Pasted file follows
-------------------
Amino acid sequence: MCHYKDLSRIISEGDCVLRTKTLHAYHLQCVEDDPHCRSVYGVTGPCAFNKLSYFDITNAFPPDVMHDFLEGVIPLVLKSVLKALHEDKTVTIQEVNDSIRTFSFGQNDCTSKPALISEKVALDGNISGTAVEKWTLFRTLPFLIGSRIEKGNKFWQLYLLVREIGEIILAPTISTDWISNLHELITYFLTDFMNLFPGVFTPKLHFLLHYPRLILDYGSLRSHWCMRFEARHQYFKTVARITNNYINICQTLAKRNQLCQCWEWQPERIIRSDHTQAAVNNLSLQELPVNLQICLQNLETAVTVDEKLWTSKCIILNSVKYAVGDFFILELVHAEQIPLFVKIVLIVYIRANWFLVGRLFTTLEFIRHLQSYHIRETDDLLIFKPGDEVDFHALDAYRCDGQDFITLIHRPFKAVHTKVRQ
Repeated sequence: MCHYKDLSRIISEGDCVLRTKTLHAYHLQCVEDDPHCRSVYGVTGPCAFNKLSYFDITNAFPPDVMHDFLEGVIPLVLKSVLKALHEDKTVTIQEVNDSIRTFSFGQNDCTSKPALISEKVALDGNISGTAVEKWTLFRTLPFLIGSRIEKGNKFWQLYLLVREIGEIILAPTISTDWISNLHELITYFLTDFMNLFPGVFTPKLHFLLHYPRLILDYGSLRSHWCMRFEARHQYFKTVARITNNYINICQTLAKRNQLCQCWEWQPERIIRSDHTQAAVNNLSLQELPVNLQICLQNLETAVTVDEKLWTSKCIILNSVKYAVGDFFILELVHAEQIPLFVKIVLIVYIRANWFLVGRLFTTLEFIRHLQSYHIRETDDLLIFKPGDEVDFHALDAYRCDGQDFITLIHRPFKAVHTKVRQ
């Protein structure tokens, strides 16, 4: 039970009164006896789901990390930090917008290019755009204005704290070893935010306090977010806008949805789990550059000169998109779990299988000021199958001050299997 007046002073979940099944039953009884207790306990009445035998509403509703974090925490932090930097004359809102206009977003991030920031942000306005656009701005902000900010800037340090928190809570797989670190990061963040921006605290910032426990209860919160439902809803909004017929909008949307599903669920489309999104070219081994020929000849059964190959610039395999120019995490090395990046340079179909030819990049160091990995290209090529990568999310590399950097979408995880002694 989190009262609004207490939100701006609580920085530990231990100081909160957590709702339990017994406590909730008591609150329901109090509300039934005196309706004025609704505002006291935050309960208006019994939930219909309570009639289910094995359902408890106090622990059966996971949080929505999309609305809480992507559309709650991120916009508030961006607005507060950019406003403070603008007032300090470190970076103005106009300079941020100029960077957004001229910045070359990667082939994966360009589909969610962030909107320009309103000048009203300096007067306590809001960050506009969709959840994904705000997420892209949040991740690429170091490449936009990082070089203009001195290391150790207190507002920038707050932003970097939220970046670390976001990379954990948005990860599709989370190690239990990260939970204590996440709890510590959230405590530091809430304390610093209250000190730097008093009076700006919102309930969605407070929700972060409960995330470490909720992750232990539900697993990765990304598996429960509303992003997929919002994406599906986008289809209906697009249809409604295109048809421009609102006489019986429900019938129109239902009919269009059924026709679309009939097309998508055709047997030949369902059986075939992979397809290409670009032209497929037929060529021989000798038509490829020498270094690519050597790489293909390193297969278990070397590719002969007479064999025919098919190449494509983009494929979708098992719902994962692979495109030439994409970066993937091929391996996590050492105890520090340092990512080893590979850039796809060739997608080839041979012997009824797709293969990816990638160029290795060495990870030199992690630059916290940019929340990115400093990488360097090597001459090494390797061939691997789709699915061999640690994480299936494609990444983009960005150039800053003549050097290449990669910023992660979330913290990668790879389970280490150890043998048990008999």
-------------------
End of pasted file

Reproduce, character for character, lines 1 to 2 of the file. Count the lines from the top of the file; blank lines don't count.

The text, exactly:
Amino acid sequence: MCHYKDLSRIISEGDCVLRTKTLHAYHLQCVEDDPHCRSVYGVTGPCAFNKLSYFDITNAFPPDVMHDFLEGVIPLVLKSVLKALHEDKTVTIQEVNDSIRTFSFGQNDCTSKPALISEKVALDGNISGTAVEKWTLFRTLPFLIGSRIEKGNKFWQLYLLVREIGEIILAPTISTDWISNLHELITYFLTDFMNLFPGVFTPKLHFLLHYPRLILDYGSLRSHWCMRFEARHQYFKTVARITNNYINICQTLAKRNQLCQCWEWQPERIIRSDHTQAAVNNLSLQELPVNLQICLQNLETAVTVDEKLWTSKCIILNSVKYAVGDFFILELVHAEQIPLFVKIVLIVYIRANWFLVGRLFTTLEFIRHLQSYHIRETDDLLIFKPGDEVDFHALDAYRCDGQDFITLIHRPFKAVHTKVRQ
Repeated sequence: MCHYKDLSRIISEGDCVLRTKTLHAYHLQCVEDDPHCRSVYGVTGPCAFNKLSYFDITNAFPPDVMHDFLEGVIPLVLKSVLKALHEDKTVTIQEVNDSIRTFSFGQNDCTSKPALISEKVALDGNISGTAVEKWTLFRTLPFLIGSRIEKGNKFWQLYLLVREIGEIILAPTISTDWISNLHELITYFLTDFMNLFPGVFTPKLHFLLHYPRLILDYGSLRSHWCMRFEARHQYFKTVARITNNYINICQTLAKRNQLCQCWEWQPERIIRSDHTQAAVNNLSLQELPVNLQICLQNLETAVTVDEKLWTSKCIILNSVKYAVGDFFILELVHAEQIPLFVKIVLIVYIRANWFLVGRLFTTLEFIRHLQSYHIRETDDLLIFKPGDEVDFHALDAYRCDGQDFITLIHRPFKAVHTKVRQ